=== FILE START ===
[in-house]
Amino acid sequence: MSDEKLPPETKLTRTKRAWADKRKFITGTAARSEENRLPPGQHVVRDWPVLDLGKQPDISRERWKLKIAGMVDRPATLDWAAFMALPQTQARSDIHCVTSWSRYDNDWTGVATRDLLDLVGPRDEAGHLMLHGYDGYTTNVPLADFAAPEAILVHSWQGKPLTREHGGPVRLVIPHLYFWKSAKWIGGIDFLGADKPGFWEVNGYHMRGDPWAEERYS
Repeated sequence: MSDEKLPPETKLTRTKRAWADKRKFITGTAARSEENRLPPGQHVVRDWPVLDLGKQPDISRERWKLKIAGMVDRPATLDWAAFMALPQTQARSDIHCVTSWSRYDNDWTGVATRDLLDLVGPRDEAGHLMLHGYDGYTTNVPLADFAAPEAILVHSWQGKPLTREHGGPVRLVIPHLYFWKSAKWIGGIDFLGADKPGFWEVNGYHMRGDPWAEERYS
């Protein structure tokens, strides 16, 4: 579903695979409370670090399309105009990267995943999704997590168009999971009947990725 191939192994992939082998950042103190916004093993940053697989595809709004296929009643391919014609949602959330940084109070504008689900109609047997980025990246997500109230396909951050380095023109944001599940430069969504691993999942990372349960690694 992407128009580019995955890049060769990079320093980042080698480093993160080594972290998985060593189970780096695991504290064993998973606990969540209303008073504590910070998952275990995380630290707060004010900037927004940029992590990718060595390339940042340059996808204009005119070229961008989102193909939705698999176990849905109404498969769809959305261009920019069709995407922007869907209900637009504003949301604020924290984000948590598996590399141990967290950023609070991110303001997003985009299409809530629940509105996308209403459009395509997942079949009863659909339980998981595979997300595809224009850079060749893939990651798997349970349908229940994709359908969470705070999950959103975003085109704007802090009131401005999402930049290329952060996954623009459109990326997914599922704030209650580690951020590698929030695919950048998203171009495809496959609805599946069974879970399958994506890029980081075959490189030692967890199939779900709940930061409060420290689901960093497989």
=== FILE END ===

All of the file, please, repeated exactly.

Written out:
[in-house]
Amino acid sequence: MSDEKLPPETKLTRTKRAWADKRKFITGTAARSEENRLPPGQHVVRDWPVLDLGKQPDISRERWKLKIAGMVDRPATLDWAAFMALPQTQARSDIHCVTSWSRYDNDWTGVATRDLLDLVGPRDEAGHLMLHGYDGYTTNVPLADFAAPEAILVHSWQGKPLTREHGGPVRLVIPHLYFWKSAKWIGGIDFLGADKPGFWEVNGYHMRGDPWAEERYS
Repeated sequence: MSDEKLPPETKLTRTKRAWADKRKFITGTAARSEENRLPPGQHVVRDWPVLDLGKQPDISRERWKLKIAGMVDRPATLDWAAFMALPQTQARSDIHCVTSWSRYDNDWTGVATRDLLDLVGPRDEAGHLMLHGYDGYTTNVPLADFAAPEAILVHSWQGKPLTREHGGPVRLVIPHLYFWKSAKWIGGIDFLGADKPGFWEVNGYHMRGDPWAEERYS
């Protein structure tokens, strides 16, 4: 579903695979409370670090399309105009990267995943999704997590168009999971009947990725 191939192994992939082998950042103190916004093993940053697989595809709004296929009643391919014609949602959330940084109070504008689900109609047997980025990246997500109230396909951050380095023109944001599940430069969504691993999942990372349960690694 992407128009580019995955890049060769990079320093980042080698480093993160080594972290998985060593189970780096695991504290064993998973606990969540209303008073504590910070998952275990995380630290707060004010900037927004940029992590990718060595390339940042340059996808204009005119070229961008989102193909939705698999176990849905109404498969769809959305261009920019069709995407922007869907209900637009504003949301604020924290984000948590598996590399141990967290950023609070991110303001997003985009299409809530629940509105996308209403459009395509997942079949009863659909339980998981595979997300595809224009850079060749893939990651798997349970349908229940994709359908969470705070999950959103975003085109704007802090009131401005999402930049290329952060996954623009459109990326997914599922704030209650580690951020590698929030695919950048998203171009495809496959609805599946069974879970399958994506890029980081075959490189030692967890199939779900709940930061409060420290689901960093497989």